Nebraska small businesses adapt to post-pandemic local shopping
By Tanner Dykstra
Dec. 13, 2022, 8 a.m. ·
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With the holiday shopping season in full swing, small businesses in Nebraska are faring well.
According to the U.S. Small Business Administration, 99% of businesses in Nebraska are small businesses. That’s over 180,000 local businesses across urban and rural communities. Tim Mittan, the Nebraska district director for the SBA, said the state’s local businesses rebounded after the pandemic.
“We tend to be prepared for things that come up. Not to say it wasn’t difficult, that we didn’t lose some businesses. But when we had the ability to get back going again, we did,” Mittan said.
Mittan also said many businesses introduced new services during the pandemic, such as making deliveries and a creating an online presence. Now, consumers are used to these new practices.
In Lincoln, Threads - Footloose and Fancy owner Jane Stricker said her business came back strong after the pandemic thanks to local shoppers.
“Things are slowly getting back to normal after COVID. Last holiday season was great for us because I think people really honed in on shopping local, and that just spread onto this year,” Stricker said.
Stricker said local shoppers know her store for its customer service. Threads started a delivery service during the pandemic and continues to provide that service today.
“During COVID I needed to be useful. How can I make a presence, even if they never even open their door? But they just saw me bringing it to them. I just wanted to show people that we genuinely cared,” she said.
Stricker said she still makes weekly deliveries around Lincoln herself. Now, however, people prefer the in-store experience.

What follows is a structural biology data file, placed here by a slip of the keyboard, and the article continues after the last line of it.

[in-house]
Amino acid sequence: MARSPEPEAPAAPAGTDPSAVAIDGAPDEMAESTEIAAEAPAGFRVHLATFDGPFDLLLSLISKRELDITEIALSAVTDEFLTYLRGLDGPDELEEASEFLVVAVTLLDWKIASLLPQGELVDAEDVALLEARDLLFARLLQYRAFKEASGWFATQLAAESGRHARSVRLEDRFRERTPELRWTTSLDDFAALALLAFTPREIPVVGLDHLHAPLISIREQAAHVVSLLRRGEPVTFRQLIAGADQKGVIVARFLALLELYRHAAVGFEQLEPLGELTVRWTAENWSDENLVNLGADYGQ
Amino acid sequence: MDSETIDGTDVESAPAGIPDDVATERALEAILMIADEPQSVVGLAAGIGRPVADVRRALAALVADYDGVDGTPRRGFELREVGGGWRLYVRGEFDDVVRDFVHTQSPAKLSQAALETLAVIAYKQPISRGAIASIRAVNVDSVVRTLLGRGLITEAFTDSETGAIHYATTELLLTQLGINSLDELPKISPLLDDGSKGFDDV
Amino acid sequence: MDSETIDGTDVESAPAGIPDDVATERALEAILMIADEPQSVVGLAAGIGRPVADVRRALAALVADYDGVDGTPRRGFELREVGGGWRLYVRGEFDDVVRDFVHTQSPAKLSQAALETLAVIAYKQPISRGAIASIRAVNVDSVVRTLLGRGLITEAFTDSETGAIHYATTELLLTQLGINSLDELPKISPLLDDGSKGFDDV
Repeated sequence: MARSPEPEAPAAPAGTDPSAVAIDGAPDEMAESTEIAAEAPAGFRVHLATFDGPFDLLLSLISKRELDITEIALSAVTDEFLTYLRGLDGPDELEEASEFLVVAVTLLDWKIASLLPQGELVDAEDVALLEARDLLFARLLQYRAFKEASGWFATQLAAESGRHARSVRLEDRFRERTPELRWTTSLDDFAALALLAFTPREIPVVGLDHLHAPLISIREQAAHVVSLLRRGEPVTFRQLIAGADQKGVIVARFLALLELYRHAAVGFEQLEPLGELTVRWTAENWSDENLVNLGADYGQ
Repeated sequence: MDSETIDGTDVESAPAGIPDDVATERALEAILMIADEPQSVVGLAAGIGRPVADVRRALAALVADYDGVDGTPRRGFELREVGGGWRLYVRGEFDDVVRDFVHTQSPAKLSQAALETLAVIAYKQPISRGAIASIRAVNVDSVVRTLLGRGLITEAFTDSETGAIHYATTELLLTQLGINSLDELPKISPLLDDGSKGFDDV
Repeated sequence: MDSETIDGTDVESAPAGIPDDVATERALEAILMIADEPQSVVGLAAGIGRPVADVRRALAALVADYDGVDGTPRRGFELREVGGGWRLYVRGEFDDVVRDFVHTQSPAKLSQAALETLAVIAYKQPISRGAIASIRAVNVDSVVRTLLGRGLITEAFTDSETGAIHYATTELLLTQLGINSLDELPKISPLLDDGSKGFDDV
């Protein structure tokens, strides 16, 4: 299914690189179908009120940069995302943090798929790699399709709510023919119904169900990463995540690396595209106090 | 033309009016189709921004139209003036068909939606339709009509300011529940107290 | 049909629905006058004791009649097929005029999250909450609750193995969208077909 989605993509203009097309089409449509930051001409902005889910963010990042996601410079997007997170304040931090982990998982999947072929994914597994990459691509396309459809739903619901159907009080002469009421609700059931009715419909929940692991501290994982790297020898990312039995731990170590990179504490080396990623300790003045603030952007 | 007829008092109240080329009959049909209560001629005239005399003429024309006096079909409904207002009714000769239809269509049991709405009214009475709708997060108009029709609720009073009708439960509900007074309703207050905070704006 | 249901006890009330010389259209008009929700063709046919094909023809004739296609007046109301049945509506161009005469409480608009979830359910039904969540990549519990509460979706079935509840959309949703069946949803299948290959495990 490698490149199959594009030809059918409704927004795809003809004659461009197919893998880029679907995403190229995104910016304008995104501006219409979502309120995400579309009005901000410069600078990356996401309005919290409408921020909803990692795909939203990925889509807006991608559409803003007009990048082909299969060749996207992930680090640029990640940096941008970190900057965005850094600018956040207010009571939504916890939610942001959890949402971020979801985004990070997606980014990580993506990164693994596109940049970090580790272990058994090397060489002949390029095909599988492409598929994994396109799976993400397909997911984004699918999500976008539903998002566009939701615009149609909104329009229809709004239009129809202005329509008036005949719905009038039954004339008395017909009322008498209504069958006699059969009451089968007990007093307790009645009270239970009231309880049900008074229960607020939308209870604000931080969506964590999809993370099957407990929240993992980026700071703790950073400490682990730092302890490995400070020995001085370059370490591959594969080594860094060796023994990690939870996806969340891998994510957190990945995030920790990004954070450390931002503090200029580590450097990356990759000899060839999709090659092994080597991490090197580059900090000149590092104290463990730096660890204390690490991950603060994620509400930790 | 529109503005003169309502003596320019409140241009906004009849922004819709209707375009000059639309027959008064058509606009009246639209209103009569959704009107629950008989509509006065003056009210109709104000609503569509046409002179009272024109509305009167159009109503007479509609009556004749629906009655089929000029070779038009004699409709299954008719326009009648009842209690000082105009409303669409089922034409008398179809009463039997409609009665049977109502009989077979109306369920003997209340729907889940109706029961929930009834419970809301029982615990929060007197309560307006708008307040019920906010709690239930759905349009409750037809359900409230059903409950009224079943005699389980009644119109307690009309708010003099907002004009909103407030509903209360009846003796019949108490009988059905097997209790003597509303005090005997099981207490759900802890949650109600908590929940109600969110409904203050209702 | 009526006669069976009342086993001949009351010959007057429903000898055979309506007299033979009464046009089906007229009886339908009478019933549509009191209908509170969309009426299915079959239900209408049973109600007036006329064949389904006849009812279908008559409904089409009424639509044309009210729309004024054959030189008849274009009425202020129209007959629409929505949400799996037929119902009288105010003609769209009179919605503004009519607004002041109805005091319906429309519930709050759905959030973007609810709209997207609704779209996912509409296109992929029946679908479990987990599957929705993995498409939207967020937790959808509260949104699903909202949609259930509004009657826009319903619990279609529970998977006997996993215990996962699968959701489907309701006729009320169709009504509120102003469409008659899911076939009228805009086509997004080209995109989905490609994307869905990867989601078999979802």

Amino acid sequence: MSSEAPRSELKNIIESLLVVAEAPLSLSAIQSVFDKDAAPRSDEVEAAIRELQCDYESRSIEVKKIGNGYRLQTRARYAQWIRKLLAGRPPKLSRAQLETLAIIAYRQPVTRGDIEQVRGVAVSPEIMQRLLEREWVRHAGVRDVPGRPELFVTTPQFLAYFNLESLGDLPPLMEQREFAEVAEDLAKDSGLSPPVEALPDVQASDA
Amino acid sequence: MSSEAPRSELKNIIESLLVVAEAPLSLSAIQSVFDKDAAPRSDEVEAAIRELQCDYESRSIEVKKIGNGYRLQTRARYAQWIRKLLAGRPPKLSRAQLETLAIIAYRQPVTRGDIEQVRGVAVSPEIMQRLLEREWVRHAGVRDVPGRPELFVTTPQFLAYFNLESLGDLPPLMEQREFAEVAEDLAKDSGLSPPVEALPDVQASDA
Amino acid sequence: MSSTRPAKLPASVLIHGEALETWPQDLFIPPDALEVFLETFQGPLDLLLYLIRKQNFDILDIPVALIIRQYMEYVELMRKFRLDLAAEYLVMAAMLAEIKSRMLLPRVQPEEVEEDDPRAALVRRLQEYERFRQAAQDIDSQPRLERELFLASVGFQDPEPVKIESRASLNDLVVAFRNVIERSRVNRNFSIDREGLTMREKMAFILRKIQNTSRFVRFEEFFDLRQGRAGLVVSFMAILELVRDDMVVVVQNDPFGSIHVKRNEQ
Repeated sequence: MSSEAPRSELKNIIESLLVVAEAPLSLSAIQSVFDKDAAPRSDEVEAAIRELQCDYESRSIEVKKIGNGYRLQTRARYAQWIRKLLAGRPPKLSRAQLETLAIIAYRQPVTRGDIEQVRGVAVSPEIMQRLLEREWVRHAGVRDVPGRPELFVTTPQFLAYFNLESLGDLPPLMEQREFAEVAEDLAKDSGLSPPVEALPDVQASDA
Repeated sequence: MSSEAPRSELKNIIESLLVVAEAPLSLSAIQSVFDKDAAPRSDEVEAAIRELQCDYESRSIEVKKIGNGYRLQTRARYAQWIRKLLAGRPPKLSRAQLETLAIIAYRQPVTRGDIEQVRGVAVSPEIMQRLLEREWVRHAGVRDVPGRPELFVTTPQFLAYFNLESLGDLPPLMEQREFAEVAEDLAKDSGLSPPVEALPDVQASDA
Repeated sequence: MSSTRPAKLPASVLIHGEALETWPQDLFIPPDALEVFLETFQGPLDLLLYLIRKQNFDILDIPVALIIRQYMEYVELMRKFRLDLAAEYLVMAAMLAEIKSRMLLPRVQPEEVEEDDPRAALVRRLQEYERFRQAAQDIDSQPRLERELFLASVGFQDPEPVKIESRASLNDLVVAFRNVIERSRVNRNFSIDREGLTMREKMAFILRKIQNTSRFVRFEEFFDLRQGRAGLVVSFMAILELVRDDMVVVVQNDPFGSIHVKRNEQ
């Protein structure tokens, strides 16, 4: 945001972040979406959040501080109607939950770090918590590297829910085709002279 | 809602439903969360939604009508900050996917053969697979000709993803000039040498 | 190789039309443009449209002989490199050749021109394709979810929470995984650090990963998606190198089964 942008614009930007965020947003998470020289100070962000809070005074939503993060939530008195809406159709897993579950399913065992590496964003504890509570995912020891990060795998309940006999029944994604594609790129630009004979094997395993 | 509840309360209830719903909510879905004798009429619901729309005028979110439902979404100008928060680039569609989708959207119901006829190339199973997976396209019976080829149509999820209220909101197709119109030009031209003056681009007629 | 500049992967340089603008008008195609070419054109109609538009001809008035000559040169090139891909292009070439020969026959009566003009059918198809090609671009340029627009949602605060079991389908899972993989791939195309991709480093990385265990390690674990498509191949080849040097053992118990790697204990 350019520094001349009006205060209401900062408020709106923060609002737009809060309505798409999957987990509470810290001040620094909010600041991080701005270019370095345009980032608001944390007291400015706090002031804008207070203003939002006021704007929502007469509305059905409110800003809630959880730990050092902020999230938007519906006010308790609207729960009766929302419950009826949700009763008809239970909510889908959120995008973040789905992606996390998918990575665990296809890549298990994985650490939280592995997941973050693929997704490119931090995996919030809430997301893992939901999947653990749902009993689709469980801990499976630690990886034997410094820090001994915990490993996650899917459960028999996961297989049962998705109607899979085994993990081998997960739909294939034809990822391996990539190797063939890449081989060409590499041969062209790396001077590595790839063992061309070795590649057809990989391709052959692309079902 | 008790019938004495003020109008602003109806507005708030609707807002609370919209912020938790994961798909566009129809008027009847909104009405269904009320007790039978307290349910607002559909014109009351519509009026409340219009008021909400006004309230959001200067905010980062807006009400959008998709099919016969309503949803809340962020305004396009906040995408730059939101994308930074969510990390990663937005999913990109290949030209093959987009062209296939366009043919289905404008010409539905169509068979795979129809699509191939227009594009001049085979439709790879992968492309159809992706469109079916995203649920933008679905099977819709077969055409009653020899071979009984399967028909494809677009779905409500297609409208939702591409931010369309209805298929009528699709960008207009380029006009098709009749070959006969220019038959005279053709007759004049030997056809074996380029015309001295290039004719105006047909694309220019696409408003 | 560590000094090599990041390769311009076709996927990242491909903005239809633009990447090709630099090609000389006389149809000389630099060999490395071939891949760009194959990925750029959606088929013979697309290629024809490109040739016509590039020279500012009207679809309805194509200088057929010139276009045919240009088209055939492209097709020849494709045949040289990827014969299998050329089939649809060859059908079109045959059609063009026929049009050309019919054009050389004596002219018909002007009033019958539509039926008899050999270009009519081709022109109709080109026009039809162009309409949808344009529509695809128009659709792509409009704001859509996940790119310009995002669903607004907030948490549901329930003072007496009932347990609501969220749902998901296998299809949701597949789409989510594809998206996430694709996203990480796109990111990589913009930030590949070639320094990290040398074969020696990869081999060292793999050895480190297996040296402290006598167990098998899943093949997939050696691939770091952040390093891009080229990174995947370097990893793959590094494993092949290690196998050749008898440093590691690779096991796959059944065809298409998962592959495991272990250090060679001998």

“Our goal is when you walk into our store, if you come in in-person, you genuinely feel welcome. We want people to come and shop, soak it all in,” Stricker said.
For rural communities in Nebraska, Mittan said the post-pandemic story isn’t so much about recovery, as about steadiness.
“A lot of our businesses in the more rural areas are doing fine, they’re just not taking a lot of chances,” Mittan said.
Mittan said rural shoppers are showing loyalty to local businesses, putting a stop to the narrative of the dying Main Street. In Valentine, a small town in north central Nebraska, Broken Spoke Boutique owner Whitney Mayhew said rural shoppers have few other options.
“We do depend on the small businesses. We don’t have the big box retailers like Walmart. We have to rely on what our community has and taking pride in that,” Mayhew said.
Mayhew said her store, and Valentine in general, saw a boom in tourism business over the pandemic. As a result, the store boosted their social media presence to attract travelers. Even as tourism has dropped off, local community members appreciate the social media posts and in-store events, she said.
“We did start incorporating more events at our business. For our small community, it helps to give something extra for the people to do,” Mayhew said.
Mittan said new business practices like these are now commonplace for local businesses and local shoppers.
“Everybody keeps saying ‘Let’s go back to normal, let’s go back to normal.’ Well, this is the new norm,” Mittan said. “And our Nebraska small businesses are smart. They picked up on it, and they’re using it to their advantage,”
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